• NSF has adopted a 10% de minimis facilities and administration (F&A) rate for foreign subcontractors. Domestic subcontractors may used their Federally-negotiated F&A rate or may use the 10% de minimis rate, if they do not have a negotiated rate.
  • Use of an F&A rate less than the institution’s negotiated rate is considered by NSF to be cost share, which is unallowable for a majority of NSF programs. Using the NSF budget template provided by OARS will ensure you are using the correct F&A and fringe benefit rates.
  • NSF guidance on implementation of the Department of Labor’s Fair Labor Standards Act (FLSA) can be found in their list of frequently asked questions (FAQs).

Additional information

A final draft of the revised PAPPG will be posted to the NSF website in October 2016, with changes to be implemented January 2017.

If you’d like to learn more about NSF grant administration and programs, consider registering to attend the upcoming NSF Grants Conference being held November 14-15 in Pittsburgh, PA.

National Institutes of Health (NIH)

A number of changes have recently come out of the NIH Office of Extramural Research. Many of these changes have an impact on post-award accounting and reporting. The most helpful things for grant writers are the new NIH Guide to Grants and Contracts and the General Application Guide for NIH. These new guides offer streamlined overviews of NIH programs, open solicitations, and step-by-step instructions on preparing NIH proposals and reports.

Other changes to NIH policy and programs include:

New funding programs

The Precision Medicine Initiative (PMI) program was announced by President Obama during his 2015 State of the Union address. The focus of this initiative is to take fundamental research and apply it to a specific cohort of individuals to produce individualized care. Funding programs for PMI can be found here.

Form updates

  • The new Forms D are in effect for proposals submitted on or after May 25, 2016. The new forms include:
    • A new section on authentication of key biological and/or chemical resources in order to meet requirements for rigor and reproducibility.
    • New questions regarding enrollment of human participants (enrollment type, dataset source, participant location, etc.)
    • A PHS Assignment Request Form to help determine under which institute or center a proposal should be reviewed
  • Newly specified font types including Arial, Garamond, Georgia, Helvetica, Palatino Linotype, Times New Roman, and Verdana. All font types should be 11 points or larger.

Compliance issues

eRA Commons and technical/financial reporting

  • As of June 12, 2016, eRA Commons usernames are required for primary mentors on Mentored Career Development proposals. If you need to register a PI, co-PI, investigator, sponsor, or mentor with eRA Commons, please contact your OARS representative.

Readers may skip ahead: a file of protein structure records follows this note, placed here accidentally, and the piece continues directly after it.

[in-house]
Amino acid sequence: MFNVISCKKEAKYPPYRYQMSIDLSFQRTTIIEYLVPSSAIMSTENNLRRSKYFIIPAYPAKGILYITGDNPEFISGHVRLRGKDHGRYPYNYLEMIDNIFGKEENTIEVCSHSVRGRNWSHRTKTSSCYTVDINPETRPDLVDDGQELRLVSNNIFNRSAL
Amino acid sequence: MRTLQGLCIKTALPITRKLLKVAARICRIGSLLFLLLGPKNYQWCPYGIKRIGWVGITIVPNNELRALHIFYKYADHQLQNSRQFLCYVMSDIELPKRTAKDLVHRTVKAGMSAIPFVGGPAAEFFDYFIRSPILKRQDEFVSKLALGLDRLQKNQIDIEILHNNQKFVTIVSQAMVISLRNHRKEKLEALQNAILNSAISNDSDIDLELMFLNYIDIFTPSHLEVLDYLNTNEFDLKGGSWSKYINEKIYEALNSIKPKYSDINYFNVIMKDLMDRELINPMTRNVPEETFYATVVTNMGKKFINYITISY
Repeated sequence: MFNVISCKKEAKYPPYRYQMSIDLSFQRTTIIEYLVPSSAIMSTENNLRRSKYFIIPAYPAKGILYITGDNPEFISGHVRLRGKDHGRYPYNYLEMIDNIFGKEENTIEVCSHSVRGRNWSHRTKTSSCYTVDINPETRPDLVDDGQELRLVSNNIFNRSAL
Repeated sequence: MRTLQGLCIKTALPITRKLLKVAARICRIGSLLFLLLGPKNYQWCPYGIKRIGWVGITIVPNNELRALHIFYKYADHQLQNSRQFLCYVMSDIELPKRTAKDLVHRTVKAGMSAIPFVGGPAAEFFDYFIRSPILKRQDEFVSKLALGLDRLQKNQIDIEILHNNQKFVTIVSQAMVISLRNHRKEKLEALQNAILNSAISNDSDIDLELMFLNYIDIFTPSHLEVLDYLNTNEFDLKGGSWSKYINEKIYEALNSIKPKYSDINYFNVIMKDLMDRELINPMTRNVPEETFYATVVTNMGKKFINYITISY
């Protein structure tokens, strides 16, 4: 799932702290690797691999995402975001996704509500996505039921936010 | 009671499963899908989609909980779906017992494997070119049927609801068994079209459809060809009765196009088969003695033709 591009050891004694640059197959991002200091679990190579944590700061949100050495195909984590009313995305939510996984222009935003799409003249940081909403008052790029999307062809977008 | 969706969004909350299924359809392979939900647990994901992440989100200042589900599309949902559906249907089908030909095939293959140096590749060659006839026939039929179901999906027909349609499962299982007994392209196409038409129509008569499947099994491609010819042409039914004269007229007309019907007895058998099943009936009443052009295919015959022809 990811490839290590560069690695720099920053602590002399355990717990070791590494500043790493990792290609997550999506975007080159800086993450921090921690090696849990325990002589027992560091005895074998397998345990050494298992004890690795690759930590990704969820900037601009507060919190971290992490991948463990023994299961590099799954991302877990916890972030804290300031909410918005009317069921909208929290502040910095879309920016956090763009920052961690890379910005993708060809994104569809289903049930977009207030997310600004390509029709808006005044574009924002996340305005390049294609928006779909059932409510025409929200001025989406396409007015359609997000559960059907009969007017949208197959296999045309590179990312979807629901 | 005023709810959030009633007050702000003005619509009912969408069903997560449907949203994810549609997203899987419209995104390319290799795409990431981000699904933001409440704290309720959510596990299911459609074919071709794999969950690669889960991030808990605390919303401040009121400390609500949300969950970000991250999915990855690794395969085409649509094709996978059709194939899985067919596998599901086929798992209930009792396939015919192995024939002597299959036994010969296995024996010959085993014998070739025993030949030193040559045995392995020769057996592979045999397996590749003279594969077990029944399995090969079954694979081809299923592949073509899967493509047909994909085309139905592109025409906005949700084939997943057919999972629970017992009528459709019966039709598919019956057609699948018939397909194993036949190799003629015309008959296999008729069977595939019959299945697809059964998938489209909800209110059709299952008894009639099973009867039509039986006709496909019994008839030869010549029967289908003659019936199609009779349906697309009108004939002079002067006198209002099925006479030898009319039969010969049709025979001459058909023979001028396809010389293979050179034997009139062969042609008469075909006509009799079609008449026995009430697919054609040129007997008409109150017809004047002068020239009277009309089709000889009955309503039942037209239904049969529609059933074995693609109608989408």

• While registration is not required for undergraduate students, graduate students, and postdoctoral candidates at the proposal stage,  once a project is funded and work by those personnel is supported by NIH funding, they must be registered with eRA Commons so that PIs can complete technical (annual and close-out) reports. Contact your OARS representative to register individuals with eRA Commons.
  • New guidance on completing the Research Performance Program Report (RPPR) will be published this October. The new guidance will cover completing and submitting the Final Progress Report (FPR), the Final Invention Statement & Certification (FIS), and the Final Federal Financial Report (FFR). Please remember that all financial reports must be submitted by Miami’s Grants & Contracts office, and should not be submitted by the PI.

Additional information

If you’d like to learn more about NIH grant administration and programs, consider registering to attend the upcoming NIH Regional Seminar being held October 26-28 in Chicago, IL.

Written by Tricia Callahan, Director of Proposal Development, Office for the Advancement of Research & Scholarship, Miami University.

Treadmill research photo by Scott Kisssell, Miami University Photo Services. Bird photo also by Miami University Photo Services.

Looking up at several stories of office windows from inside a building. There is a round, black circle-shaped sculpture suspended from the glass ceiling of the building.

Director of Proposal Development offers updates on NIH and NSF policies

Skyline of Baltimore's Inner Harbor.
Baltimore, Maryland, is the site of an NIH Regional Seminar being held this week. Another Regional Seminar will be held in Chicago this fall.

Below are  updates on policies recently put into action at NIH and NSF, as well as a look ahead to some upcoming changes.



The NIH budget for FY16 is $32.3 billion, up $2M over FY15.

Proposal submission

  • All documents submitted to NIH (proposals, award documents, and post-award documents) must contain a signature from an Authorized Organizational Representative (AOR) or Signing Official (SO). At Miami, only Jim Oris, Anne Schauer, and Tricia Callahan can sign as AORs or SOs. Contact your OARS representative if you are uncertain who should sign your NIH documents prior to submission.
  • NIH has updated and streamlined its forms and instructions page. For applications due May 25, 2016 and later, Version D forms must be used.
  • Effective January 10, 2016, the NIH salary cap (Executive Level II) went to $185,100. NIH encourages investigators to propose using their base salary. If base salary exceeds the NIH salary cap, then adjustments will be made at the time of award.